The Problem of Our Laws

Our laws are not generally known; they are kept secret by the small group of nobles who rule us. We are convinced that these ancient laws are scrupulously administered; nevertheless, it is an extremely painful thing to be ruled by laws that one does not know. I am not thinking of possible discrepancies that may arise in the interpretation of the laws, or of the disadvantages involved when only a few and not the whole people are allowed to have a say in their interpretation. These disadvantages are perhaps of no great importance. For the laws are very ancient; their interpretation has been the work of centuries, and has itself doubtless acquired the status of law; and though there is still a possible freedom of interpretation left, it has now become very restricted. Moreover the nobles have obviously no cause to be influenced in their interpretation by personal interests inimical to us, for the laws were made to the advantage of the nobles from the very beginning, they themselves stand above the laws, and that seems to be why the laws were entrusted exclusively into their hands. Of course, there is wisdom in that--who doubts the wisdom of the anicent laws?--but also hardship for us; probably that is unavoidable.

The very existence of these laws, however, is at most a matter of presumption. There is a tradition that they exist and that they are a mystery confided to the nobility, but it is not and cannot be more than a mere tradition sanctioned by age, for the essence of a secret code is that it should remain a mystery. Some of us among the people have attentively scrutinized the doings of the nobility since the earliest times and possess records made by our forefathers--records which we have conscientiously continued--and claim to recognize amid the countless number of facts certain main tendencies which permit of this or that historical formulation; but when in accordance with these scrupulously tested and logically ordered conclusions we seek to orient ourselves somewhat towards the present or the future, everything becomes uncertain, and our work seems only an intellectual game, for perhaps these laws that we are trying to unravel do not exist at all. There is a small party who are actually of this opinion and who try to show us that, if any law exists, it can only be this: The Law is whatever the nobles do. This party see everywhere only the arbitrary acts of the nobility, and reject the popular tradition, which according to them possesses only certain trifling and incidental advantages that do not offset its heavy drawbacks, for it gives the people a false, deceptive and over-confident security in confronting coming events. This cannot be gainsaid, but the overwhelming majority of our people account for it by the fact that the tradition is far from complete and must be more fully enquired into, that the material available, prodigious as it looks, is still too meager, and that several centuries will have to pass before it becomes really adequate. This view, so comfortless as far as the present is converned, is lightened only by the belief that a time will eventually come when the tradition and our research into it will jointly reach their conclusion, and as it were gain a breathing space, when everything will have become clear, the law itself will belong to the people, and the nobility will vanish. This is not maintained in any spirit of hatred against the nobility; not at all, and by no one. We are more inclined to hate ourselves, because we have not yet shown ourselves worthy of being entrusted with the laws. And that is the real reason why the party which believes that there is no law has always remained so small--although its doctrine is in certain ways so attractive, for it unequivocally recognizes the nobility and its right to go on living.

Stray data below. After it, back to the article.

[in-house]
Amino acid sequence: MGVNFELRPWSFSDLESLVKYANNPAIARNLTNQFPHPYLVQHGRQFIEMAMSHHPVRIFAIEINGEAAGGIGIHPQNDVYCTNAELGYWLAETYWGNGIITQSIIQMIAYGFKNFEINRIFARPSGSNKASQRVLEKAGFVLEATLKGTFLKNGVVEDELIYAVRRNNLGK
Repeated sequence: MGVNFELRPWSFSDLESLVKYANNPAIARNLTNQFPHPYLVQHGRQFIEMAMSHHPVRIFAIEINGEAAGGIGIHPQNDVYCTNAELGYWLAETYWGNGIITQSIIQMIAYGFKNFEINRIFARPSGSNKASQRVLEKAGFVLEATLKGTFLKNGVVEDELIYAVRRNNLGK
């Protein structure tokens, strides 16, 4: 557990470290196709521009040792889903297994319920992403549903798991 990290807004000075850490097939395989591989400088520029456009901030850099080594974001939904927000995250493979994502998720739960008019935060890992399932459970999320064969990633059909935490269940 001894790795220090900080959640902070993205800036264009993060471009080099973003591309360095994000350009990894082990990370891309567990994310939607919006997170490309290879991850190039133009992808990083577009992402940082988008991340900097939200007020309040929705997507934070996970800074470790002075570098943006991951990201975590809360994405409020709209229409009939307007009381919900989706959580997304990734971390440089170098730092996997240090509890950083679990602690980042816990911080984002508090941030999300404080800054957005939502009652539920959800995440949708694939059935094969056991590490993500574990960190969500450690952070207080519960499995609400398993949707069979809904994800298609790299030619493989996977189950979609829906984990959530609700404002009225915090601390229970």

Actually one can express the problem only in a sort of paradox: Any party which would repudiate, not only all belief in the laws, but in the nobility as well, would have the whole people behind it; yet no such party can come into existence, for nobody would dare to repudiate the nobility. We live on this razor edge. A writer once summed up the matter up in this way: The sole visible and indubiatable law that is imposed upon us is the nobility, and must we ourselves deprive ourselves of that one law?

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